Q4. Hi, I was diagnosed with Lupus and Sjogrens 4 years ago. I have changed my rheumatologist in the past year. She just told me she believes I have Sjogrens and Fibromyalgia. She says Sjogrens is a close cousin of lupus. She does not know of my total medical history. My old doctor did have access to my tital medical history and was able to diagnose me with definitely having lupus. I did the lupus check online and I have almost all of the symptoms still. I also had a positive ANA for the past 4 years of multiple testing. I do not agree with her saying that I do not have lupus. I do not want my lupus symptoms to go untreated. What should I do?
Dr. Alana Levine: It sounds like your old and new rheumatologists have different opinions about what to call your autoimmune disease. I can see how this would be frustrating. Have you tried to explain your concerns to your new rheumatologist? It might be helpful to ask her why she feels you do not have lupus. Is it that your symptoms are now different now than in the past? Your new doctor may have a reason for her different opinion, or maybe, as you mentioned, she doesn’t have all of the information from your history that would help her to fully understand your case. A detailed discussion with your new doctor might clear up some of these issues.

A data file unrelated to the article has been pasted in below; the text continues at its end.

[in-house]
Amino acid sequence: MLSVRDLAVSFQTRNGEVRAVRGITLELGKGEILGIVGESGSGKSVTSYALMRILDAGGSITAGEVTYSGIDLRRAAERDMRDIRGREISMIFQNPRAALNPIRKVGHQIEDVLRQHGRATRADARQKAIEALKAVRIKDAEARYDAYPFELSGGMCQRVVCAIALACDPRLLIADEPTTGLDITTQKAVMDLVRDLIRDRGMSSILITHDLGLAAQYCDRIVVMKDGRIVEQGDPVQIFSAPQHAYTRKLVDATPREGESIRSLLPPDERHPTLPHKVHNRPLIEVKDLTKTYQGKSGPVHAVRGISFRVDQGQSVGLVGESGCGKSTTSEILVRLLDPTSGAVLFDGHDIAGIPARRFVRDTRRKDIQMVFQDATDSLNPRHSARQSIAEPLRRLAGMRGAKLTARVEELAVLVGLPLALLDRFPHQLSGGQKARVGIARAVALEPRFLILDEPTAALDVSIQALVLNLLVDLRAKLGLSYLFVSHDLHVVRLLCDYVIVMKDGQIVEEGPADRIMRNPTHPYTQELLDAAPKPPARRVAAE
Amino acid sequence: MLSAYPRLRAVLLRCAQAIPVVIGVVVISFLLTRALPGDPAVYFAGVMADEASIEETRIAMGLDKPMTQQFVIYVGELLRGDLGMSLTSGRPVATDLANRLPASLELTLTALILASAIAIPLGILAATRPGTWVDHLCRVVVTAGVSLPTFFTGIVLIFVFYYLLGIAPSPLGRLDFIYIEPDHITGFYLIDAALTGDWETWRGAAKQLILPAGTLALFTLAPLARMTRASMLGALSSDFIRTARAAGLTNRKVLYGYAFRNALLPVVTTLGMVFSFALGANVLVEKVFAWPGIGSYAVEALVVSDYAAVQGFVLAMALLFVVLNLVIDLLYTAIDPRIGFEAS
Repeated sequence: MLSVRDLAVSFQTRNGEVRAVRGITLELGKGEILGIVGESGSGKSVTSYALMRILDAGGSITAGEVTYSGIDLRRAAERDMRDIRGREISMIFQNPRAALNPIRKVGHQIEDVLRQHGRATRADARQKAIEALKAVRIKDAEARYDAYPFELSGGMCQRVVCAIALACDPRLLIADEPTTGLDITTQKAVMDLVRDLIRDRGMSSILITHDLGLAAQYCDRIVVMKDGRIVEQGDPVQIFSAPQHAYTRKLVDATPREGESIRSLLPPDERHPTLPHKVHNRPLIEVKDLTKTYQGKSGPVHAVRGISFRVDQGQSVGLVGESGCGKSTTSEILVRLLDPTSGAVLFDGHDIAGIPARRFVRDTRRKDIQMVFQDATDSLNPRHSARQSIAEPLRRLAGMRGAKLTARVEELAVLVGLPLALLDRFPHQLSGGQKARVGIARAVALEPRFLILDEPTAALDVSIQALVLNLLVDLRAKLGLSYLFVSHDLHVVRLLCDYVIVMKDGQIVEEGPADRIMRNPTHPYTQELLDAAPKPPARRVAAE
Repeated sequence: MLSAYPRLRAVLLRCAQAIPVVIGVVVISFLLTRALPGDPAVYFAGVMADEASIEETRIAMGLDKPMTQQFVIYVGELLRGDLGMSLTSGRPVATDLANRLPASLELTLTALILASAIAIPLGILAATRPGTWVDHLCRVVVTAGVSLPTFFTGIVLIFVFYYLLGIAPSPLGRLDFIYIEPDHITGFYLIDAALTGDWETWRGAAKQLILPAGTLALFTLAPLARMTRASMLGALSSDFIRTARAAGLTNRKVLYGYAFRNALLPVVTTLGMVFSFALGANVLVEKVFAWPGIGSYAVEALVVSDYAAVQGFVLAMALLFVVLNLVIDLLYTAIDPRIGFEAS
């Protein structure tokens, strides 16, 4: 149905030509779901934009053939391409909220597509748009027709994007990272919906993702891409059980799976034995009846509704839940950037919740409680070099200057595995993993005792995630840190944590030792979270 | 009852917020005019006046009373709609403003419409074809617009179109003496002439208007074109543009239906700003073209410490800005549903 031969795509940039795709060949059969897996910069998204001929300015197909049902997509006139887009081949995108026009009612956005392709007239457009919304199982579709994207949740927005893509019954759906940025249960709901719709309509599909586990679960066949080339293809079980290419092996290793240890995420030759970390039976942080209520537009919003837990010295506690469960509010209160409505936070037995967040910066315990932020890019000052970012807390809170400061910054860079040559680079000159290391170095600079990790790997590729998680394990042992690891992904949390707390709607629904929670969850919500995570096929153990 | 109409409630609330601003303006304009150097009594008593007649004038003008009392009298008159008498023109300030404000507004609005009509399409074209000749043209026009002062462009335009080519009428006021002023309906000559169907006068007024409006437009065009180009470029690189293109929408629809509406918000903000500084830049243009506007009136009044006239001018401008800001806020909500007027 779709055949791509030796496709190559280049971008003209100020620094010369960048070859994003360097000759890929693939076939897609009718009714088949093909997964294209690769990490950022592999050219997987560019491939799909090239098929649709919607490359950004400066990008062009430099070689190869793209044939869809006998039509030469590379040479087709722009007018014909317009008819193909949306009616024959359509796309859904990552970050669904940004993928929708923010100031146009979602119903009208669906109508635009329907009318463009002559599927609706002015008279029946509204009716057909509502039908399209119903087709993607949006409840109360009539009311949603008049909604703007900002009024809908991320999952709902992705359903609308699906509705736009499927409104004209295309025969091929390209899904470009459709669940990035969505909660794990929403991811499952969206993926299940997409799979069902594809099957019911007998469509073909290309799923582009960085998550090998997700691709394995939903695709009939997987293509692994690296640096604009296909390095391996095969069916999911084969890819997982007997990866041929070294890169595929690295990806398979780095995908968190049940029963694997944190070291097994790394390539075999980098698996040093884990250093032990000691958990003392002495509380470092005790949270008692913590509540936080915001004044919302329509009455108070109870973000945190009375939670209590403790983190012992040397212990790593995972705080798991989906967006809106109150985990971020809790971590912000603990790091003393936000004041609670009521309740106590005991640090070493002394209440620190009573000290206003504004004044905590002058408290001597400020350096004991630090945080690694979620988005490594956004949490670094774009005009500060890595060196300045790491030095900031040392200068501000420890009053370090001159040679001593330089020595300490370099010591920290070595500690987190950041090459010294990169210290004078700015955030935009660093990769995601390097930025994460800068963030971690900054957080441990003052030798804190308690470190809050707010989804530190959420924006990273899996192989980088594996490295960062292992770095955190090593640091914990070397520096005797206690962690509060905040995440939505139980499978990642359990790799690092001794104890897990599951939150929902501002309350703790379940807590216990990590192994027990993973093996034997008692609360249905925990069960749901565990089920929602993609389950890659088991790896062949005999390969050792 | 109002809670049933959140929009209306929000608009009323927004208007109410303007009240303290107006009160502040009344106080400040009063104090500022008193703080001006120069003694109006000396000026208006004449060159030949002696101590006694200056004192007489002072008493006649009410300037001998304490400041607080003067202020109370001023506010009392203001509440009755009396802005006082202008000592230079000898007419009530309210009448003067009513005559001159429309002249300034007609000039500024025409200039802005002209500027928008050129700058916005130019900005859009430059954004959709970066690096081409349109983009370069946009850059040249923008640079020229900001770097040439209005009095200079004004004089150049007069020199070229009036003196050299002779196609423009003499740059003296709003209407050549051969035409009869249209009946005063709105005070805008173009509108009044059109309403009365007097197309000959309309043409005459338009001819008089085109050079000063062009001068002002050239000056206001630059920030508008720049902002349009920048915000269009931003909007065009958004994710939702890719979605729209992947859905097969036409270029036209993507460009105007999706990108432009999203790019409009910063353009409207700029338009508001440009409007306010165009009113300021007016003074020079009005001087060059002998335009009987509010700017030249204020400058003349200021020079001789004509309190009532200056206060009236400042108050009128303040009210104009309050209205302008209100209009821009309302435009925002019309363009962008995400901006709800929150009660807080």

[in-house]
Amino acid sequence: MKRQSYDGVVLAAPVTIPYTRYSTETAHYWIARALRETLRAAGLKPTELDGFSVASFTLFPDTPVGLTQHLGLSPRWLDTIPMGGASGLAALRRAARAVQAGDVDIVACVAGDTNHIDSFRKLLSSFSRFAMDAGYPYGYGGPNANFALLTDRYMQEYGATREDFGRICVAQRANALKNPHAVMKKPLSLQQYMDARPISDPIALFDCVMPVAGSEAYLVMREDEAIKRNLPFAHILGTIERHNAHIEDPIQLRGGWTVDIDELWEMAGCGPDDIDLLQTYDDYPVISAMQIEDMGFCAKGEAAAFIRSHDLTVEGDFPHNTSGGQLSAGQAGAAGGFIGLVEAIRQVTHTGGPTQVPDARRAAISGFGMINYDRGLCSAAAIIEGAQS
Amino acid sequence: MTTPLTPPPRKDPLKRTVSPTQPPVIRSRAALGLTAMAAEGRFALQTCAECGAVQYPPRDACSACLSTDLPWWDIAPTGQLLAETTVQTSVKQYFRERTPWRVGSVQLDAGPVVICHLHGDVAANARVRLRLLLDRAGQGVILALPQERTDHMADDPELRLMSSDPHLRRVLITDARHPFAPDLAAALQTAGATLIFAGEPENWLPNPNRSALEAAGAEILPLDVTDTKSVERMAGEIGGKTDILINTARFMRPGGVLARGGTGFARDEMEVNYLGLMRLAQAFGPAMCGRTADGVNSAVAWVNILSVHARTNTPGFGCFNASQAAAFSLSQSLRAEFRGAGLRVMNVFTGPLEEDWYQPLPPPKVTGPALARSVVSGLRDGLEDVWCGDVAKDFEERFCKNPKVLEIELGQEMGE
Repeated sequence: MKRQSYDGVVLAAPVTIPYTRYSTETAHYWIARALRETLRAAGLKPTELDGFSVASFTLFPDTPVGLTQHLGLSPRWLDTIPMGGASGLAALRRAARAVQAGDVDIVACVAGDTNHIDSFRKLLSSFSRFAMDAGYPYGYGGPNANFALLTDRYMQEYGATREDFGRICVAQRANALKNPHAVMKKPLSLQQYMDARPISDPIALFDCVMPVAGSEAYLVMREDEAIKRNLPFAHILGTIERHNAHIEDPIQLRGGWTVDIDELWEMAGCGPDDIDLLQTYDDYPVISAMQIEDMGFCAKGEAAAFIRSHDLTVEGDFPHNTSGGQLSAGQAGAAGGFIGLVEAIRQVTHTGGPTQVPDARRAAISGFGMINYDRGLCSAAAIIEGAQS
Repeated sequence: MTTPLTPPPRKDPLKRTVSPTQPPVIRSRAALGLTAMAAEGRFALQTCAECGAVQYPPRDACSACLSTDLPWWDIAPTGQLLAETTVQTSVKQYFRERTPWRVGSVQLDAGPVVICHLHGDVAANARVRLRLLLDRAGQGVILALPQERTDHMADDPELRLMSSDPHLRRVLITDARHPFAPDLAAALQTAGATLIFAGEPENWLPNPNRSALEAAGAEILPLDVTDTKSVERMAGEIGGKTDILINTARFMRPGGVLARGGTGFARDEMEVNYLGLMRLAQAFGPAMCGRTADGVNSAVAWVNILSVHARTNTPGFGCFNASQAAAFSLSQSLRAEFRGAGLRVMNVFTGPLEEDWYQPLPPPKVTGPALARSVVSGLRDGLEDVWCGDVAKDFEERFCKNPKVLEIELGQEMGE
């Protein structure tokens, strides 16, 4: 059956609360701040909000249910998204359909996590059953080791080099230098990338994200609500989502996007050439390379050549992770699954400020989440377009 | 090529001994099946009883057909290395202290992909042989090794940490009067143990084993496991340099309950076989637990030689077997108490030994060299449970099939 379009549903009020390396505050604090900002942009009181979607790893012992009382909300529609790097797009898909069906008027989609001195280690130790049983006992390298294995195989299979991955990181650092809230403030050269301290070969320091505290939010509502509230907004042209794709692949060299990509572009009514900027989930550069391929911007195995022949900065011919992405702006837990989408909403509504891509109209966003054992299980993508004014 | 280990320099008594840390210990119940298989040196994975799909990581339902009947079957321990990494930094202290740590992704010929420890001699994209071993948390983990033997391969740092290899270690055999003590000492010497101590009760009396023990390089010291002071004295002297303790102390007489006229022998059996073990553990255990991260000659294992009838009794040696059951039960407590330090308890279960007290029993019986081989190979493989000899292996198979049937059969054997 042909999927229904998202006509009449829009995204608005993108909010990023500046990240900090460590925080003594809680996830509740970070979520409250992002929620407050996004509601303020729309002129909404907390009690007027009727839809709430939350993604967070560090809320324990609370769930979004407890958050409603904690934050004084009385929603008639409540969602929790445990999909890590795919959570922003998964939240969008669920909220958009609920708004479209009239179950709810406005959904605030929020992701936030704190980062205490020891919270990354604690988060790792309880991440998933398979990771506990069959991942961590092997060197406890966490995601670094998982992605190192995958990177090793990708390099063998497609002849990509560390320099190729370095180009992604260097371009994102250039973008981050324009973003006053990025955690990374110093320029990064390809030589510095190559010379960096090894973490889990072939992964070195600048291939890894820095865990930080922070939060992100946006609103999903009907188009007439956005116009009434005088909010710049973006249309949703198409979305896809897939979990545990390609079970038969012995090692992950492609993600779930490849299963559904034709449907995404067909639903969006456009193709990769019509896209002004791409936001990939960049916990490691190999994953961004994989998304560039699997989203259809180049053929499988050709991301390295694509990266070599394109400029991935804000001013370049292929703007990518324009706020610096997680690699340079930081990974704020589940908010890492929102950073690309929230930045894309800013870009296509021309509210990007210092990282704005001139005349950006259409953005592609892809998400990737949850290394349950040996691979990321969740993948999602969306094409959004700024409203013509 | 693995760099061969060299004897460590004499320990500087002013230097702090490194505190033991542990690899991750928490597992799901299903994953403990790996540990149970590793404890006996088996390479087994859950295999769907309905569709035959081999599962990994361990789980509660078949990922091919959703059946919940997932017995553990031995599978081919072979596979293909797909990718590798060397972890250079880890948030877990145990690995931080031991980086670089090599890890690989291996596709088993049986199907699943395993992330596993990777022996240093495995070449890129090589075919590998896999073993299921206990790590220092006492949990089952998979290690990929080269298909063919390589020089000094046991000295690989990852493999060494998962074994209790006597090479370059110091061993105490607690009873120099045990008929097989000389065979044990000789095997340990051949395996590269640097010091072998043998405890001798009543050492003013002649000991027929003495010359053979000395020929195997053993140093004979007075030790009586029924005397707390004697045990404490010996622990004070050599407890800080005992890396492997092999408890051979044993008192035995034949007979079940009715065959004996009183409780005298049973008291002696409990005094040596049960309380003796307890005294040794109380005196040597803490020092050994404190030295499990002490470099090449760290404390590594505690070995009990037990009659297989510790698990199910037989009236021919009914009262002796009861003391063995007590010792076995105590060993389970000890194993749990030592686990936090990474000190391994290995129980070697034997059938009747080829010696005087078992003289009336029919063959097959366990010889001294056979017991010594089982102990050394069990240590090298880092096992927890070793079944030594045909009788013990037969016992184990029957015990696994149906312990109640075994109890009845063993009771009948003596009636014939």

Q5. My mother just passed away with Lupus and my uncle and my cousin also have lupus. I just had my first ANA that was speckled. My other previous ones had all been negative. I already have the ankles that swell constantly, the joint pain, the low blood counts, low D, low B12, and I’m throwing protein into the urine. The rheumatologists all say not lupus, but my family doctor says it’s the beginning stages. I’m confused. Are there any other tests I should have?